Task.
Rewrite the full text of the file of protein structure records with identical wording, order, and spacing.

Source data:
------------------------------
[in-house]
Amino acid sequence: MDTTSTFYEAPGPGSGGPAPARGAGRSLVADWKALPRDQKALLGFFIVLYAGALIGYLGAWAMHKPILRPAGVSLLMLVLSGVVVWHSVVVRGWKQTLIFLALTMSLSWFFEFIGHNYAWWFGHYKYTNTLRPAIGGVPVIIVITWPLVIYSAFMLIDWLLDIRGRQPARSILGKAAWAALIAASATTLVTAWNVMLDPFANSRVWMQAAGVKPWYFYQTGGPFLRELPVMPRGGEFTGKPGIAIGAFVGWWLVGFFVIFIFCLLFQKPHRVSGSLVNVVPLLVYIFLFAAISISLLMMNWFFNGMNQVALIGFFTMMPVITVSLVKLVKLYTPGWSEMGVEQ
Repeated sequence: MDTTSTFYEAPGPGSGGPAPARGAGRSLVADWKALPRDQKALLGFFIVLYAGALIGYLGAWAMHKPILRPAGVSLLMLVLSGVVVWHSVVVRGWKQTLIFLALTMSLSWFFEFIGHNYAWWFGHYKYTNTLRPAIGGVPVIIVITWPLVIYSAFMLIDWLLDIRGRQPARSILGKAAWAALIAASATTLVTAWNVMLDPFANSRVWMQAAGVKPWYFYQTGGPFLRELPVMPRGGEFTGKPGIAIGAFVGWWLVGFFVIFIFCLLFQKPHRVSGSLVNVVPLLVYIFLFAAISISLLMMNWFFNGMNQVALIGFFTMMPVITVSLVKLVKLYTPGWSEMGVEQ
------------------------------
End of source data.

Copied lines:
[in-house]
Amino acid sequence: MDTTSTFYEAPGPGSGGPAPARGAGRSLVADWKALPRDQKALLGFFIVLYAGALIGYLGAWAMHKPILRPAGVSLLMLVLSGVVVWHSVVVRGWKQTLIFLALTMSLSWFFEFIGHNYAWWFGHYKYTNTLRPAIGGVPVIIVITWPLVIYSAFMLIDWLLDIRGRQPARSILGKAAWAALIAASATTLVTAWNVMLDPFANSRVWMQAAGVKPWYFYQTGGPFLRELPVMPRGGEFTGKPGIAIGAFVGWWLVGFFVIFIFCLLFQKPHRVSGSLVNVVPLLVYIFLFAAISISLLMMNWFFNGMNQVALIGFFTMMPVITVSLVKLVKLYTPGWSEMGVEQ
Repeated sequence: MDTTSTFYEAPGPGSGGPAPARGAGRSLVADWKALPRDQKALLGFFIVLYAGALIGYLGAWAMHKPILRPAGVSLLMLVLSGVVVWHSVVVRGWKQTLIFLALTMSLSWFFEFIGHNYAWWFGHYKYTNTLRPAIGGVPVIIVITWPLVIYSAFMLIDWLLDIRGRQPARSILGKAAWAALIAASATTLVTAWNVMLDPFANSRVWMQAAGVKPWYFYQTGGPFLRELPVMPRGGEFTGKPGIAIGAFVGWWLVGFFVIFIFCLLFQKPHRVSGSLVNVVPLLVYIFLFAAISISLLMMNWFFNGMNQVALIGFFTMMPVITVSLVKLVKLYTPGWSEMGVEQ